Later, during a CPAC speech, President Trump declared that media reporting on his statements had willfully taken them out of context and that he didn’t mean that all media was the enemy, just the fake news.

No matter what the president meant, the damage had been done. He had tapped into America’s long frustration with the media and perceived media bias and given the entire society permission to fight back against this so-called enemy.

Even so, while we may be frustrated with the way mainstream media covers the news or tired of media commentators rather than reporters, the media still matters.

Before we proceed any further, let me state a couple of facts. First, I have a bachelor’s degree in journalism from a journalism school that is often ranked as one of the best. Throughout my education, journalistic integrity and a devotion to truth-telling was taught, practiced and demanded from us. You may discount my view of what the media should be as idealistic, but I know what journalism can accomplish when practiced at the highest level and still believe it is a vital part of our society.

Second, I am not blind to issues that threaten the integrity of today’s mainstream media. TV news stations I once enjoyed and regarded as some of the best truth-tellers in our world now seem more like a million talking heads shouting their opinions—conservative and liberal alike—at the same time. I am not naive to media bias; I do think it is a problem journalism is currently facing and will have to answer for. I also know that in a culture that doesn’t want to pay for quality news or reporting and instead demands it for free, it becomes easier for media outlets to be swayed by those who pay the bills (the advertisers).

Recently, the media has often been too quick to publish reports based on unverified information (social media posts included), which has further eroded the public’s trust in the institution.

But I still maintain that the media—journalism—matters.

The news media is sometimes called “the fourth estate.” It’s a grand title, and one that can be a little confusing if you don’t know what it refers to. In the U.S., our government is set up so that no one branch holds all of the power. We all learned about checks and balances back in those civics and government classes in junior high, right? As “the fourth estate,” the news media has often operated as the unofficial fourth branch, the watchdog of the people to keep our political system in line.

You may disagree. You may think the media has abdicated its duty to the people by an obvious tendency toward bias. And for some outlets, I think that is absolutely true. But good journalism—the kind that seeks to tell the truth, bring darkness to light and inform about both sides of an issue—is still vitally important for a society that is starved for truth and transparency. We need those kinds of reporters—and they still exist—because we live in a world where truth is considered relative and “spin” is now the rule rather than the exception.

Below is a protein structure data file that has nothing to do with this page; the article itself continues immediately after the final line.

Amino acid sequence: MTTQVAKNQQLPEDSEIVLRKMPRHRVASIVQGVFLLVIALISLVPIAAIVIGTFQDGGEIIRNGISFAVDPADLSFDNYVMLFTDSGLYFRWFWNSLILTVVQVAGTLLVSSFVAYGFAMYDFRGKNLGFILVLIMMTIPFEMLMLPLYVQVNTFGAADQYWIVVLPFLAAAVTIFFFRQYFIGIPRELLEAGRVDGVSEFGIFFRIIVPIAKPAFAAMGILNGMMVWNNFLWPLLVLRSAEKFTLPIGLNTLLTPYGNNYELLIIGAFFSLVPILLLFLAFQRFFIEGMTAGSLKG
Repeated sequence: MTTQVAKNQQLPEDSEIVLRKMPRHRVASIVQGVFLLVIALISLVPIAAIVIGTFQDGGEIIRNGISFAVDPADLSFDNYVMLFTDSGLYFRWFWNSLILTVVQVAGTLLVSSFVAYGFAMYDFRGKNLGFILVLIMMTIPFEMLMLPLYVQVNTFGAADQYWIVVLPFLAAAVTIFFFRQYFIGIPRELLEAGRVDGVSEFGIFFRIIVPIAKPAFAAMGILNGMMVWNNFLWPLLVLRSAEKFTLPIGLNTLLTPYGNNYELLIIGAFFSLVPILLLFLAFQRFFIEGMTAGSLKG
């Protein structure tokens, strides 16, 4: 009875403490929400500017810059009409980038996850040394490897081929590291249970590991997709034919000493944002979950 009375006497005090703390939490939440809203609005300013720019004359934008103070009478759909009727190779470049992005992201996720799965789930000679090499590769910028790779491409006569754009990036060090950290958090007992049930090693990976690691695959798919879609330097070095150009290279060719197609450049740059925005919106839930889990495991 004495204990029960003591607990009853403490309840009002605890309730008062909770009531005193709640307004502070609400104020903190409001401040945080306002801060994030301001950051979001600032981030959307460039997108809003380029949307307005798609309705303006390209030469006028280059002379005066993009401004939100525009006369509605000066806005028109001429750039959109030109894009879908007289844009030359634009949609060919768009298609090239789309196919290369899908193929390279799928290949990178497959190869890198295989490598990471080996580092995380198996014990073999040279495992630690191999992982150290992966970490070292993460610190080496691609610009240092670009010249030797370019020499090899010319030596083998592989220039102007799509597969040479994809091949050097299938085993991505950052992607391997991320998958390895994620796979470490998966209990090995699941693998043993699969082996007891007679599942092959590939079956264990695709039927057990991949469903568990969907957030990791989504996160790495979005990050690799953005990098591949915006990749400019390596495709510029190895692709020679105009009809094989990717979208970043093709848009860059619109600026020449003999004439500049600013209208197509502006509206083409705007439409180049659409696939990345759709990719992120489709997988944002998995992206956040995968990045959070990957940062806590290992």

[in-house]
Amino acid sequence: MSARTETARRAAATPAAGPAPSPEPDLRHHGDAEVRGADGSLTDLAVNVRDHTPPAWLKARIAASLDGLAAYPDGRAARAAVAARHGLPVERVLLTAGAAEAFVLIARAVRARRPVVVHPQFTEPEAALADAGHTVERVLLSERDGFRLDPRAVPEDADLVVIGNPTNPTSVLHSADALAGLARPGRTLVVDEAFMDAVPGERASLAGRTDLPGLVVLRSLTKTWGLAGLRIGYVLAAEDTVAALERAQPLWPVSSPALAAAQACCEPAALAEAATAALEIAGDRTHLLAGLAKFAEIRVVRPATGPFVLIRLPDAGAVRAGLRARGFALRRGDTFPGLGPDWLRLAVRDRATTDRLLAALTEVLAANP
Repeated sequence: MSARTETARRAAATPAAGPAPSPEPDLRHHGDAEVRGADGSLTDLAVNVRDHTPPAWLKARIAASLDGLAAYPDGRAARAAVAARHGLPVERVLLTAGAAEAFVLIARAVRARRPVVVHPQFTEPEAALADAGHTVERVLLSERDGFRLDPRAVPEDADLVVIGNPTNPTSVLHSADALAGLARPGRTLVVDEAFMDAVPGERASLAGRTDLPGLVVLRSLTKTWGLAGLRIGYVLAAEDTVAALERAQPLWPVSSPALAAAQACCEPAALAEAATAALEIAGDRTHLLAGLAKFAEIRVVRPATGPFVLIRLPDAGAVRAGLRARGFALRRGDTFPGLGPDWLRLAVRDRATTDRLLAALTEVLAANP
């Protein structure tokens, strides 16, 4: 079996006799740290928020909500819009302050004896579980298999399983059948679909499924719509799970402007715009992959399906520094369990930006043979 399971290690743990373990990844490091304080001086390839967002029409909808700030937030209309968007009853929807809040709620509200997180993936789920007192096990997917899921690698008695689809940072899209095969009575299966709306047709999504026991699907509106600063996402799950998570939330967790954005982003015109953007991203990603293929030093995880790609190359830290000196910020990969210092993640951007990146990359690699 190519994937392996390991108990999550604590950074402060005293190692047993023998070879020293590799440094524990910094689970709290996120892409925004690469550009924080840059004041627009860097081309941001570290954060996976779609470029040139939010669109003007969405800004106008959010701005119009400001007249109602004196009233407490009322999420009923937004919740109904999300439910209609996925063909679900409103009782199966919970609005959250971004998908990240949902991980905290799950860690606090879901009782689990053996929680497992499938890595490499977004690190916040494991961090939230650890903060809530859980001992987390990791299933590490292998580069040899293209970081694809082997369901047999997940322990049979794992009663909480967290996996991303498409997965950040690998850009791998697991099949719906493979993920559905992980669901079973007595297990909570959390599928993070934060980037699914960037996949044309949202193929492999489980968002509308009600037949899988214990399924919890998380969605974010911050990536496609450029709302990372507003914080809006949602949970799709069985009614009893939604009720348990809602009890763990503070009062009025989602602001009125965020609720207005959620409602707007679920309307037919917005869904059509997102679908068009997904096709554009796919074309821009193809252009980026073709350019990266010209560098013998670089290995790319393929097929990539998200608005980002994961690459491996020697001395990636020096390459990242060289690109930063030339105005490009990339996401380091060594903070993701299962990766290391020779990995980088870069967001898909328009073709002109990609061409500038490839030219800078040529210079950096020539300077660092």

The media has a vital role to play, both in our political system and in our own lives. At its best, the media can work to keep politically powerful people and parties in check and provide fair and balanced reports about the issues our society faces. At its worst, it can become a tool of the loudest voice, deepest pockets or those who seem to hold the most power.

But for the media to operate at its best, we must allow its practitioners to be free to do their work. Decrying viewpoints we don’t agree with as fake news only makes reporting the news more difficult for journalists who are trying to do so with integrity. Casting an entire profession as liars and enemies makes the already difficult job of truth-telling and bringing darkness to light even more burdensome. All of this combines to create a deep mistrust that those who are truly seeking to do the job of the fourth estate will find difficult to overcome, if not impossible.

There are so many voices in our world today. Biased reporting, biased news agencies and legitimately fake or fabricated news do exist; there’s no denying that. But truth-tellers still exist, too. So seek them out. If you think a reporter, news source or station is biased, stop reading or watching it. If your only news source is your social media feed, seek out a reputable news outlet, whether online or in print, and read it regularly. Be willing to pay for quality reporting, whether that’s a print or online subscription or something else. Hold reporters and news outlets to the highest standard and press them to report the news, not opinions.

The media truly matters. And rather than attacking the institution and its practitioners, we should challenge them to live up to the standard to which they are called.

The “wise shall be the bearers of light” reads the archway that leads to the journalism buildings at my alma mater. It’s meant as a challenge to fledgling journalists, but it’s also a clarion call to practitioners today. Call for journalists to be fair, to tell the truth, to be the bearers of light in a dark world—but don’t call them the enemy.